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Is there an optimal setting for the number of CPU cores exposed to a VM?

Is there an optimal setting for the number of CPU cores exposed to a VM?

VirtualBox, and possibly other VM software, allows the user to specify the number of CPUs exposed to the VM. In my particular case, I have a dual core CPU, with Windows 7 64-bit running natively, and Ubuntu 9.04 64-bit as the VM.

Asked by: Guest | Views: 52
Total answers/comments: 4
Guest [Entry]

"It entirely depends on what the guest OS is doing. In my personal experience a VM is running a single program (build server, trac server, SVN, etc) so there is no reason to set it above one.

A possible case may be if it's an end user on say a University that is using the guest OS as a throwaway (i.e. TAs) then maybe set it to higher than one."
Guest [Entry]

"The number of cores exposed to guest CPUs does not affect performance as much as you would like. It merely adjusts the amount of cores the guest CPU ""sees"".

Depending on how the emulator is set up, it could literally half the performance of the virtual machine, do nothing, or only impact the way the guest OS/applications split up their thread scheduling.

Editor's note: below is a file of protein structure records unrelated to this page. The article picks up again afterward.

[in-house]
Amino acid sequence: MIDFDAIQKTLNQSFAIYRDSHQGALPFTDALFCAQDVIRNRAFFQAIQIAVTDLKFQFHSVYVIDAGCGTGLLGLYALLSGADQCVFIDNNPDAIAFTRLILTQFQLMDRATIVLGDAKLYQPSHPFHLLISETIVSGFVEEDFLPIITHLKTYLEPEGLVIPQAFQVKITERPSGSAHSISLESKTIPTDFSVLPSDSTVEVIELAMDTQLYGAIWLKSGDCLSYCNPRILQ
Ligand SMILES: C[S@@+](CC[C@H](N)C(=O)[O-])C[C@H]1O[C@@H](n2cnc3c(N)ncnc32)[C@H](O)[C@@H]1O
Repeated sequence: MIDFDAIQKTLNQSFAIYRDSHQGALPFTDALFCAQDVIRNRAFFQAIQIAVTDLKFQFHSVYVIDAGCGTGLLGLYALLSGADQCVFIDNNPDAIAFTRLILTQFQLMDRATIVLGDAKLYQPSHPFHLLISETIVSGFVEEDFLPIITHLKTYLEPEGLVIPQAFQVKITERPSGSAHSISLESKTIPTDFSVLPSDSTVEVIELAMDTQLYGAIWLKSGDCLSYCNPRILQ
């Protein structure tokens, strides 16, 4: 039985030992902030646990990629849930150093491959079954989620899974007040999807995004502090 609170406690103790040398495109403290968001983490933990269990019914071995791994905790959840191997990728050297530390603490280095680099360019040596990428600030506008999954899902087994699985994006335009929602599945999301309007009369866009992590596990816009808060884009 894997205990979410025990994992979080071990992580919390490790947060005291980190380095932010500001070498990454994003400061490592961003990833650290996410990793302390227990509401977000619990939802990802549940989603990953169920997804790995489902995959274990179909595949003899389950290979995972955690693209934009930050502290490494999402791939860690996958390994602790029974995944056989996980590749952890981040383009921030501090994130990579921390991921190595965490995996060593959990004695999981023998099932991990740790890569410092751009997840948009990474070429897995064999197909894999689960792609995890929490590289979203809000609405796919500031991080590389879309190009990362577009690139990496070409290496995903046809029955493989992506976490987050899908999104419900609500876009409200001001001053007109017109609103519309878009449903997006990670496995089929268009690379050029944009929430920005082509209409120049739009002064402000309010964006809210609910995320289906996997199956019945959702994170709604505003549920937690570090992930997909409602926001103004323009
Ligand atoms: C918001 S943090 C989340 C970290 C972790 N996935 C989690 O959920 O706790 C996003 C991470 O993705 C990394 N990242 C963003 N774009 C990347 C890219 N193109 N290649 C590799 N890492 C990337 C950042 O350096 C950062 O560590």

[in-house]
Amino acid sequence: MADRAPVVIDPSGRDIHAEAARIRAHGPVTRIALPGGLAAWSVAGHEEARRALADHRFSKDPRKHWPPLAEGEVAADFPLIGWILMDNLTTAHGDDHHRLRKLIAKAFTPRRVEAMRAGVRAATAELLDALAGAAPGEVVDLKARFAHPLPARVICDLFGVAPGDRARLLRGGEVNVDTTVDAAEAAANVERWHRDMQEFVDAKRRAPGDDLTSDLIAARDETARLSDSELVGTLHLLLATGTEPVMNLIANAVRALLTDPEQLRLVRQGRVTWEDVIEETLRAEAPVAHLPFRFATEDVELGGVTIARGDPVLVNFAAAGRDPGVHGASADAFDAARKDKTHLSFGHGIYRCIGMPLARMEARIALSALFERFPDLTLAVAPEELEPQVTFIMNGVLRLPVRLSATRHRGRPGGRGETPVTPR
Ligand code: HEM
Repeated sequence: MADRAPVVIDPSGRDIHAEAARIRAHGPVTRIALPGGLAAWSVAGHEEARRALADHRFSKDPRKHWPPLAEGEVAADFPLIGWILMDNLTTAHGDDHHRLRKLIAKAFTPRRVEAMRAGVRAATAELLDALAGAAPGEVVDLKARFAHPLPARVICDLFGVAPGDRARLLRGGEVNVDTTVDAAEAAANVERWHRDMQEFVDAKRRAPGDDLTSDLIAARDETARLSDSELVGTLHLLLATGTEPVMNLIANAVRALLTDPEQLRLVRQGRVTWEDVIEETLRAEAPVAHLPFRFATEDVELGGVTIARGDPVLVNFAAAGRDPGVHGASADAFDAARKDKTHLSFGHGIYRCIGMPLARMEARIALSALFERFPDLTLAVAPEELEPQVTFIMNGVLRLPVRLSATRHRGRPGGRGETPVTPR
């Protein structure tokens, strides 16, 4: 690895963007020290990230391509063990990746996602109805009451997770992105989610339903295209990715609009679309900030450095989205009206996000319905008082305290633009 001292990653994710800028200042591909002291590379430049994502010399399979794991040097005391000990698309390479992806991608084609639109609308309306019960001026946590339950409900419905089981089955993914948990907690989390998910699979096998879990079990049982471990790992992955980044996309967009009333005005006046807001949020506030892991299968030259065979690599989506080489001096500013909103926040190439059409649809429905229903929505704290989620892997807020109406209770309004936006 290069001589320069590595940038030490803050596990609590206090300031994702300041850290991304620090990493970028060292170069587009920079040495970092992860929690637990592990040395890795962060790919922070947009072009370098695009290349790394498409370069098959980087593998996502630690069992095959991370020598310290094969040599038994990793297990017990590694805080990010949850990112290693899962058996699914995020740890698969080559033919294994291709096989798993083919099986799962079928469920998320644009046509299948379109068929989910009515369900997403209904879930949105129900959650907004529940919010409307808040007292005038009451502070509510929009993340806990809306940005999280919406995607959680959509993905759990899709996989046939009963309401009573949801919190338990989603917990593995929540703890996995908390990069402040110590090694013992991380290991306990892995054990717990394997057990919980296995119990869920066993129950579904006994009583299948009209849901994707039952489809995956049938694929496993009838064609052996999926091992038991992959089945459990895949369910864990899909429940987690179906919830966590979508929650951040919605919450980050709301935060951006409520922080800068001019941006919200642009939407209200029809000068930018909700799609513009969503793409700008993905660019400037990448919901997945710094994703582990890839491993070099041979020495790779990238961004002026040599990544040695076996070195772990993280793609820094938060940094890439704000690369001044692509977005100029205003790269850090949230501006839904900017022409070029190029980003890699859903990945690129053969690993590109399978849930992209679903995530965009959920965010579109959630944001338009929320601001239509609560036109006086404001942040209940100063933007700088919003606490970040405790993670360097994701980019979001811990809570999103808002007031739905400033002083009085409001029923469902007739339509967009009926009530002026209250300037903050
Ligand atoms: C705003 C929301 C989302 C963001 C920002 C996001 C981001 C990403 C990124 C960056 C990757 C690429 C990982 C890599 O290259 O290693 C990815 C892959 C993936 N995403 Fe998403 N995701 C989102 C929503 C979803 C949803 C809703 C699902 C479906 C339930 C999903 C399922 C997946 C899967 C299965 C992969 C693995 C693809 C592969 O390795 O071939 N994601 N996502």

It's best to leave it to the default. If you encounter performance issues on the host PC, then you can simply adjust the process priority with the Windows Task Manager."
Guest [Entry]

"This depends on what you want to do on the virtual machine as well as on the physical machine. If you need to use the virtual machine while the host operating system is being used for some other activity, it may be better to use two processor cores for the VM so that the host has two remaining if the VM is under full load. On the other hand, if you are working primarily on the VM, you can use all processor cores.

However, unless the guest can be expected to use all four cores at once, you can safely use all of them while continuing to work on the host OS. Remember that you can always adjust the priority of the VM process while it's running on the host operating system, and the system will balance the loads accordingly."
Guest [Entry]

yes, I'd also say that it depends. But I'll say what I prefer to do. At work I have a quad core CPU. So for my virtual image (win7), I've allocated two CPUs. That way, I can use both the host machine and the virtual machine at the same time, and they each have equal CPU resources.